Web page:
You must attach all of the above with a specific form available in the Passport Department for this purpose. This form must be signed by you and must have the signature and official stamp of your sponsor.

There is a fine for loss of Iqama. Along with this fine, you must also pay the fees for the Iqama. The entire money has to be paid in an authorized bank. To my knowledge, only Riyad Bank accepts this. (Update as on 27th March, 2014: The Saudi Government has now waived the fine if theft of an Iqama is reported within 24 hours - this applies only to theft, not to loss due to negligence). Collect the receipt for this money and attach it along with the rest of the documents mentioned above.

Now you have done your part, but it is purely a matter of luck how soon you will receive your new Iqama. This is probably the most painful part of the whole process.

There is another route which expatriates normally adopt. Please note that I am not recommending this, but am just mentioning it here as a matter of information.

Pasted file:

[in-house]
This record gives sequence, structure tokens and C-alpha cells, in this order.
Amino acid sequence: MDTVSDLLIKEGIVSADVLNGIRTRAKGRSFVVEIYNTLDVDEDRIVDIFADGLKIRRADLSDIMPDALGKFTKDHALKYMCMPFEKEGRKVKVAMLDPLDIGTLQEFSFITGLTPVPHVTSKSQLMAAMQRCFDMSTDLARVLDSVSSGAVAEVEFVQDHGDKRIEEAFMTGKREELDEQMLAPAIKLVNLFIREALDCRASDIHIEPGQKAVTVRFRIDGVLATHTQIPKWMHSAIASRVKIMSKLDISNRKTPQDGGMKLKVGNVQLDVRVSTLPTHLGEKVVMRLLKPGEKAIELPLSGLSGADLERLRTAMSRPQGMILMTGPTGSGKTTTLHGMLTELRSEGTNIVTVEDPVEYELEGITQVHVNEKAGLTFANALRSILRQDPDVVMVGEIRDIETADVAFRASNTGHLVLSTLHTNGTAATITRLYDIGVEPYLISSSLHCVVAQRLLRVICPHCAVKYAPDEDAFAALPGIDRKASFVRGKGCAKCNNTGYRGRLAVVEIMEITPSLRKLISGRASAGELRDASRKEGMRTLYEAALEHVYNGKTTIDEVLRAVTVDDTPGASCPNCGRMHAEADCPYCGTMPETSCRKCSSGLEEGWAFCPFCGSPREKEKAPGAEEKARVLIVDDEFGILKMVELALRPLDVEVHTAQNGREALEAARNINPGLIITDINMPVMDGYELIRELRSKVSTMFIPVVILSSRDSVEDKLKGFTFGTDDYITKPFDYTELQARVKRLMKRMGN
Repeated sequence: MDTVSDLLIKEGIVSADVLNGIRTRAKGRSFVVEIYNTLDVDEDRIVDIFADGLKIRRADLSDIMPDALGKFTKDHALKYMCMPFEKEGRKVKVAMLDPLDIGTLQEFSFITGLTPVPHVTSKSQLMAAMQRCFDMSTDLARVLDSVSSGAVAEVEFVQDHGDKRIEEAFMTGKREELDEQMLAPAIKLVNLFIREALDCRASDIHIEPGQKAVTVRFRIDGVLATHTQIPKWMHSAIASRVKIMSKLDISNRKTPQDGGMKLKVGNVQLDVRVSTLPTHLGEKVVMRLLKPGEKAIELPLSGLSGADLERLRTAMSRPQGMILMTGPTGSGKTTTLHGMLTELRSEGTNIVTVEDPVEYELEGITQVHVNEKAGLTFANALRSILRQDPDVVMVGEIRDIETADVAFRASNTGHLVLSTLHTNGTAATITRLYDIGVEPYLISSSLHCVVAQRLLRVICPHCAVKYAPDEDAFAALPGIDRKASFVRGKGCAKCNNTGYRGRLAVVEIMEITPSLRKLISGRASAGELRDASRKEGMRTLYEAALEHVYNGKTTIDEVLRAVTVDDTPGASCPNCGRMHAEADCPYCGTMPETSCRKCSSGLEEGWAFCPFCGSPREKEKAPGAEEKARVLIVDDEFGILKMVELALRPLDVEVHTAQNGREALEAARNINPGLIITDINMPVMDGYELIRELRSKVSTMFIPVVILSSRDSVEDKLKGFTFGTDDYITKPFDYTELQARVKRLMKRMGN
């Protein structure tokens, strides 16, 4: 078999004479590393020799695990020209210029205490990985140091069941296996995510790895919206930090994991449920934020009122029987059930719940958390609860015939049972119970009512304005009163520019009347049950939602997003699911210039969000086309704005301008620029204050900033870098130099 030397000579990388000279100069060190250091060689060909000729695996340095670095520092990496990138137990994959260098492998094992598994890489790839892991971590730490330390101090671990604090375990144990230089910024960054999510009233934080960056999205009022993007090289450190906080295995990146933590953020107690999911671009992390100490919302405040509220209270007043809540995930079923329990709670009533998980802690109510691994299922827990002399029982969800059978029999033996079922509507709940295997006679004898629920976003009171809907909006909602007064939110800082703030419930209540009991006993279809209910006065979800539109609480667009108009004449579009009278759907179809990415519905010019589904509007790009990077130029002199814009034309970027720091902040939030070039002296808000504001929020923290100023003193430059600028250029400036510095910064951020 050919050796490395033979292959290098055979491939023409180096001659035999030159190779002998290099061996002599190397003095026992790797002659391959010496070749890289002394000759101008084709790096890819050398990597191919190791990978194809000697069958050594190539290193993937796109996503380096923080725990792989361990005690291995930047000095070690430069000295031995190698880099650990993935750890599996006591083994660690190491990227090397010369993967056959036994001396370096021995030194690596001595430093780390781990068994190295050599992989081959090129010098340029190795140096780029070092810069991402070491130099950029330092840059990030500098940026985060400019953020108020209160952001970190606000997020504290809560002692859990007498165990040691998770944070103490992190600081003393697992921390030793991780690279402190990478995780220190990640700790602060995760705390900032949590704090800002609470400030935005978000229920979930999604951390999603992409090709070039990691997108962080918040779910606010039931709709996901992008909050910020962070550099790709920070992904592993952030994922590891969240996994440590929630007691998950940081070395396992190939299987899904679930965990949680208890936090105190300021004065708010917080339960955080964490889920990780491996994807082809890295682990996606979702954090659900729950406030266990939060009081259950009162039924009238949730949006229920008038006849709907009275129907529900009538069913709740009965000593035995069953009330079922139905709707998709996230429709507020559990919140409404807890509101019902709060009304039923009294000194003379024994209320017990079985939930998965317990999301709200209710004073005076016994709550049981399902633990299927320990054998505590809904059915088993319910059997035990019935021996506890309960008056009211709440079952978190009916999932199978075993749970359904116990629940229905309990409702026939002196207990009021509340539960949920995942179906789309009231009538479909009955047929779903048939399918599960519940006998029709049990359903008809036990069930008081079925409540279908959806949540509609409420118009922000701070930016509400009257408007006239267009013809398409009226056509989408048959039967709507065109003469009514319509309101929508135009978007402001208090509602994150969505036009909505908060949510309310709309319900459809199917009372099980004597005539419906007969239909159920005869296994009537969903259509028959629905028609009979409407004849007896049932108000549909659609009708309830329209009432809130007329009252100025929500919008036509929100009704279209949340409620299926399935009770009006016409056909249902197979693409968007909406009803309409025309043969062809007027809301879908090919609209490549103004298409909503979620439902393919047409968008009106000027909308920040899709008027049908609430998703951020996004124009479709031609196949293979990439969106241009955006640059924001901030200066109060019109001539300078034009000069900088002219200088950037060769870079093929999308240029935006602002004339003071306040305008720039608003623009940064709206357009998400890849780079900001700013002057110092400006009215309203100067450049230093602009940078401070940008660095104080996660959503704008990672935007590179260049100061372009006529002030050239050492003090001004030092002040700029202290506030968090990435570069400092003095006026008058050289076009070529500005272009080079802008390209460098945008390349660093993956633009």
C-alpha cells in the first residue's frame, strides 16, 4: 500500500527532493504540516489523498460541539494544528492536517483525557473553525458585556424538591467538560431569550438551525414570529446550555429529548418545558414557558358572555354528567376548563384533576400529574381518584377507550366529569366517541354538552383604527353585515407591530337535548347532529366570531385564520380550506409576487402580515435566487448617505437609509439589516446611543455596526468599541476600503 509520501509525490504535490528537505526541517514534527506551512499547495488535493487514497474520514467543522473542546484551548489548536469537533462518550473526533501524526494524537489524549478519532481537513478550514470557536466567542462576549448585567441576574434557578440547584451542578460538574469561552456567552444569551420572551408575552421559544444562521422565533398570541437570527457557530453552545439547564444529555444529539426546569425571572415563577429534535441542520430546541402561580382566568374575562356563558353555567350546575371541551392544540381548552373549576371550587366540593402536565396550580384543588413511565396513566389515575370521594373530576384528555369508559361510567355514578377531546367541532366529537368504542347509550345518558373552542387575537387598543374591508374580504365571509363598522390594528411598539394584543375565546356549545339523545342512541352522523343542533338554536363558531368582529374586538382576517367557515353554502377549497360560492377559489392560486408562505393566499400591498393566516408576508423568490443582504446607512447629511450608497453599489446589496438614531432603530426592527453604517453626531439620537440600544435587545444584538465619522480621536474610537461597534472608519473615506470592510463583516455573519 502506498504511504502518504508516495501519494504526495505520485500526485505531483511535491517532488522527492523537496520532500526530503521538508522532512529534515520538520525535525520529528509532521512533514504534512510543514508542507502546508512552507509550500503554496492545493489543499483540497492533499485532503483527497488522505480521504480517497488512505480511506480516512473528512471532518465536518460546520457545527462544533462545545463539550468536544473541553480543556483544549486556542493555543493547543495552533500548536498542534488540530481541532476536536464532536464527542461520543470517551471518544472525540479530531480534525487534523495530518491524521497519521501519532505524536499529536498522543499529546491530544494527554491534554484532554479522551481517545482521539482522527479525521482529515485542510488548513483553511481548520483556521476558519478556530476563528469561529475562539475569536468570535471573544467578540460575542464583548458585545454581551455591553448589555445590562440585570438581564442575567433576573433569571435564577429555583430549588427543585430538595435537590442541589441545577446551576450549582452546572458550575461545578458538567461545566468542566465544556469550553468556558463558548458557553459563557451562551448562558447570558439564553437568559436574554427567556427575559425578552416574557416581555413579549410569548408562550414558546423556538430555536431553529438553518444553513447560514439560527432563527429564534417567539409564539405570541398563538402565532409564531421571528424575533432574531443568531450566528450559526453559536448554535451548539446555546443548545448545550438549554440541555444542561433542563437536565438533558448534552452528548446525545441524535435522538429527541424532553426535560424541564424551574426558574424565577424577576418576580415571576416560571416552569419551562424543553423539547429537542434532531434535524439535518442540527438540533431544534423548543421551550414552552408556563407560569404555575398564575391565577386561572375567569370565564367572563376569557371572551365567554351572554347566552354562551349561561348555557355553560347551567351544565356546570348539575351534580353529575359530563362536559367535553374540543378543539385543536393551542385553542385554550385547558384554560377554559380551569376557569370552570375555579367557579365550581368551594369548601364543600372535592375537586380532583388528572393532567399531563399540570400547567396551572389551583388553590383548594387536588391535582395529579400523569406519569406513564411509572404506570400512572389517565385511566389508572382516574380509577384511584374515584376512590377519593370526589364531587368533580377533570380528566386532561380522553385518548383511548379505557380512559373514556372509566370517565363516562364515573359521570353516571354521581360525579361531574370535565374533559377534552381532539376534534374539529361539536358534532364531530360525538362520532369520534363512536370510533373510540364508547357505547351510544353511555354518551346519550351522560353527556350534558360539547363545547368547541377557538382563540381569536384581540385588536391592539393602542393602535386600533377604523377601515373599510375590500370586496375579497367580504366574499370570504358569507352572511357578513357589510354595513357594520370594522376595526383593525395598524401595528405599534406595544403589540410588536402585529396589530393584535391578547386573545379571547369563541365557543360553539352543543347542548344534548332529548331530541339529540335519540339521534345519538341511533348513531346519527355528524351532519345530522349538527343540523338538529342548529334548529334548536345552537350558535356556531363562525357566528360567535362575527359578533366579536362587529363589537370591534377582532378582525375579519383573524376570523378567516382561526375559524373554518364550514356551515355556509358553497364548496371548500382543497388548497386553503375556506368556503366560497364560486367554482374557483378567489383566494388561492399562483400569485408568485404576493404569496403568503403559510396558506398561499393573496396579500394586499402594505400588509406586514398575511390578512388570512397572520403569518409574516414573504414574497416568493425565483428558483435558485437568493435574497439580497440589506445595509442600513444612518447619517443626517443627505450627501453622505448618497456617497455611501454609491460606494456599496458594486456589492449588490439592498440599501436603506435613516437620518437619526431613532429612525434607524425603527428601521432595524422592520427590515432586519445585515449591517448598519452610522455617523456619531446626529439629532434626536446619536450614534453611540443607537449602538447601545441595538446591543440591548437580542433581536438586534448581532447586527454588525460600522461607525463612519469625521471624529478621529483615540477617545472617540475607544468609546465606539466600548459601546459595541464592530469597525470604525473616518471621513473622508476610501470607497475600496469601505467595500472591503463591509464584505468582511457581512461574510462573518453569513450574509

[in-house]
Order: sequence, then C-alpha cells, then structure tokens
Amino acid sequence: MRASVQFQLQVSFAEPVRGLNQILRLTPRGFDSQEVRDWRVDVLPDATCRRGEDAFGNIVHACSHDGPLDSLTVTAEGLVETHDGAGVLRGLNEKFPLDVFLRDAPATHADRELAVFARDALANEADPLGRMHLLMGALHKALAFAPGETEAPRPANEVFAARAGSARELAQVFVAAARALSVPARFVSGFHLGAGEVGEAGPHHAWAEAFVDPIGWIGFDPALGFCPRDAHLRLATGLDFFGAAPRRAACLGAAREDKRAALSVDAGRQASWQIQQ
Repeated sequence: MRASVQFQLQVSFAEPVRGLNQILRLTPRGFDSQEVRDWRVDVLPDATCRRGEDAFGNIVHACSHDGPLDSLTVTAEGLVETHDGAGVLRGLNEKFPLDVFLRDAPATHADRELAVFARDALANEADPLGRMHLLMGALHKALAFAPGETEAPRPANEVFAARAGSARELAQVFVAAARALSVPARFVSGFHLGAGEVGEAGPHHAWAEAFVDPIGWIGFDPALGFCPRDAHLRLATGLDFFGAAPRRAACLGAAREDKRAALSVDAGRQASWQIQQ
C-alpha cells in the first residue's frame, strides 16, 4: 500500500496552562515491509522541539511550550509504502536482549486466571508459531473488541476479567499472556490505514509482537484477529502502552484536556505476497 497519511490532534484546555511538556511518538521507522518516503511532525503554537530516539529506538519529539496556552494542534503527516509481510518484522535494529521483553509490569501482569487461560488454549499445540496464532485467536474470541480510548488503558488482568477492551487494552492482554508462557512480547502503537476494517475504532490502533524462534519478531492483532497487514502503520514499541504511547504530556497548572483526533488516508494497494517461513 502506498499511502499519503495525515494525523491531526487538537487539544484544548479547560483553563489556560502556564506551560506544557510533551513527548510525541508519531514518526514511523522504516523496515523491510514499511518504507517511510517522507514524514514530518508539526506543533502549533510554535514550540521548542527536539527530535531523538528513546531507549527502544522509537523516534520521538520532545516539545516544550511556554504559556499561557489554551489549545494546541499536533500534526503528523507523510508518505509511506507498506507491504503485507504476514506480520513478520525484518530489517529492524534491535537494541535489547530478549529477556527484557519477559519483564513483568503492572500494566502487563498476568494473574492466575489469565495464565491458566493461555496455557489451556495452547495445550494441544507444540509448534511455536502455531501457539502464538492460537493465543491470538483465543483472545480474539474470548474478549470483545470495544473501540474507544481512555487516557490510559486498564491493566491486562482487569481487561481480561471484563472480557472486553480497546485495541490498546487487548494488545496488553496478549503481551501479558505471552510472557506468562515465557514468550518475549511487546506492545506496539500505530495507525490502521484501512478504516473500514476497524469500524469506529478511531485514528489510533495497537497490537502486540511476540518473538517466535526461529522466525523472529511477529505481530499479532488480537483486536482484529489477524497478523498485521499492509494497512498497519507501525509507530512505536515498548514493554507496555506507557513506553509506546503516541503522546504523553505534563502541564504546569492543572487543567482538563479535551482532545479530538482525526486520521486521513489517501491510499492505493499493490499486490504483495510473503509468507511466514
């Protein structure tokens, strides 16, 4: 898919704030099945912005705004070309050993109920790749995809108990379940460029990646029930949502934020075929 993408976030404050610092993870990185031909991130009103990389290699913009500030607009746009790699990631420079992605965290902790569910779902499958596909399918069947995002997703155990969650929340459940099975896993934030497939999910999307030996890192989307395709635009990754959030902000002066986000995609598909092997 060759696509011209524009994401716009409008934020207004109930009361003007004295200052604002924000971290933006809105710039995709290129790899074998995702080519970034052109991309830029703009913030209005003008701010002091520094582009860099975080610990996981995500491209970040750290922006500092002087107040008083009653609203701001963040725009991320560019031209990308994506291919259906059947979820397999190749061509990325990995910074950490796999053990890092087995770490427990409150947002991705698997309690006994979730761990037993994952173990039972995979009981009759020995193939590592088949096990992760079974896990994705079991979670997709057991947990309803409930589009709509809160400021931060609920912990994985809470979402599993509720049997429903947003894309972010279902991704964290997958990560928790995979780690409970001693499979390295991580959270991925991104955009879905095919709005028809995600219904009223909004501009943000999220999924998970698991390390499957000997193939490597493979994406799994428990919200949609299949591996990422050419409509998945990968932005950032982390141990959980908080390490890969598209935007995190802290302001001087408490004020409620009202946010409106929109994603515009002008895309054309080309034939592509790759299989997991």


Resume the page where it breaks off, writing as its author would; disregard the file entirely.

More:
There is a place in Jeddah called Souk-Al-Somali (in other words, Somali souk) in Bab Makkah district. This is a rather notorious place. If your Iqama or any important document is stolen, there is a very high probability that it will end up in this area. All you have to do is walk around aimlessly in this place. You need not approach anyone. There are eyes watching you, and sooner or later, someone will approach you, asking whether you have lost something. The guy will verify details from you such as your sponsor's name and the expiry date of the Iqama. You will have to strike a deal with him. Do make a good bargain. Do not pay any money until you have actually physically seen your Iqama. In case your Iqama is with your family, the rate proportionately increases, so it all depends. Once the deal is settled, you have to give your mobile number to the guy. He will call you in a day or two and will ask you to come to a particular location. The most 'popular' one is the parking area in Al-Mahmal Center.

Once again, let me reiterate that I am not asking you to adopt the unofficial route. But when expatriates are in trouble and you have no one else to help, your troubles added by your lack of knowledge of Arabic, this information might probably help you. I wish you never land into this kind of trouble and it always better to be careful and take care of all of your important documents.